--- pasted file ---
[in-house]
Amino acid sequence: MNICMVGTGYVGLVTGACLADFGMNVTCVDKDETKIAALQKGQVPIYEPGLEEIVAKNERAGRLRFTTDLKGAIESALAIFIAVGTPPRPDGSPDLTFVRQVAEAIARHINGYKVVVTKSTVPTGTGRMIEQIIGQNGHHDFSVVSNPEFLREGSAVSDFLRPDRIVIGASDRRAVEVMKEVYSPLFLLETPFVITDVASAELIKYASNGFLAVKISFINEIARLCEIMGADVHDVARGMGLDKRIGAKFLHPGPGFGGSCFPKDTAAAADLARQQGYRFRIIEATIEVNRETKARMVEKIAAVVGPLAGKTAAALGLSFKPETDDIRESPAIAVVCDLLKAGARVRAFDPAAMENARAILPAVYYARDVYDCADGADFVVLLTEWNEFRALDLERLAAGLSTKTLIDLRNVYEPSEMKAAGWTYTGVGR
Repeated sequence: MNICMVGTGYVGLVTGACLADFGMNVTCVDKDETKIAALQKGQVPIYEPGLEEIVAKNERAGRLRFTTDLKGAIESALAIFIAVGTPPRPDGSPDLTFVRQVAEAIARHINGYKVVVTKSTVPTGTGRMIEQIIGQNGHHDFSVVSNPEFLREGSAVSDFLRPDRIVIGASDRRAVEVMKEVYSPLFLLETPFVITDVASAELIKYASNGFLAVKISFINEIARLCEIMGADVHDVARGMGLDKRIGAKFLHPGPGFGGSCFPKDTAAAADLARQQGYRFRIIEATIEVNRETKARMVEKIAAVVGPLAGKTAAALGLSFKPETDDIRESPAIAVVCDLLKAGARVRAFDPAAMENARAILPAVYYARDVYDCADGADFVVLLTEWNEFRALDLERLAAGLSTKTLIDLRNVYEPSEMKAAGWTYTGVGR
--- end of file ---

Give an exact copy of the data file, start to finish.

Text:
[in-house]
Amino acid sequence: MNICMVGTGYVGLVTGACLADFGMNVTCVDKDETKIAALQKGQVPIYEPGLEEIVAKNERAGRLRFTTDLKGAIESALAIFIAVGTPPRPDGSPDLTFVRQVAEAIARHINGYKVVVTKSTVPTGTGRMIEQIIGQNGHHDFSVVSNPEFLREGSAVSDFLRPDRIVIGASDRRAVEVMKEVYSPLFLLETPFVITDVASAELIKYASNGFLAVKISFINEIARLCEIMGADVHDVARGMGLDKRIGAKFLHPGPGFGGSCFPKDTAAAADLARQQGYRFRIIEATIEVNRETKARMVEKIAAVVGPLAGKTAAALGLSFKPETDDIRESPAIAVVCDLLKAGARVRAFDPAAMENARAILPAVYYARDVYDCADGADFVVLLTEWNEFRALDLERLAAGLSTKTLIDLRNVYEPSEMKAAGWTYTGVGR
Repeated sequence: MNICMVGTGYVGLVTGACLADFGMNVTCVDKDETKIAALQKGQVPIYEPGLEEIVAKNERAGRLRFTTDLKGAIESALAIFIAVGTPPRPDGSPDLTFVRQVAEAIARHINGYKVVVTKSTVPTGTGRMIEQIIGQNGHHDFSVVSNPEFLREGSAVSDFLRPDRIVIGASDRRAVEVMKEVYSPLFLLETPFVITDVASAELIKYASNGFLAVKISFINEIARLCEIMGADVHDVARGMGLDKRIGAKFLHPGPGFGGSCFPKDTAAAADLARQQGYRFRIIEATIEVNRETKARMVEKIAAVVGPLAGKTAAALGLSFKPETDDIRESPAIAVVCDLLKAGARVRAFDPAAMENARAILPAVYYARDVYDCADGADFVVLLTEWNEFRALDLERLAAGLSTKTLIDLRNVYEPSEMKAAGWTYTGVGR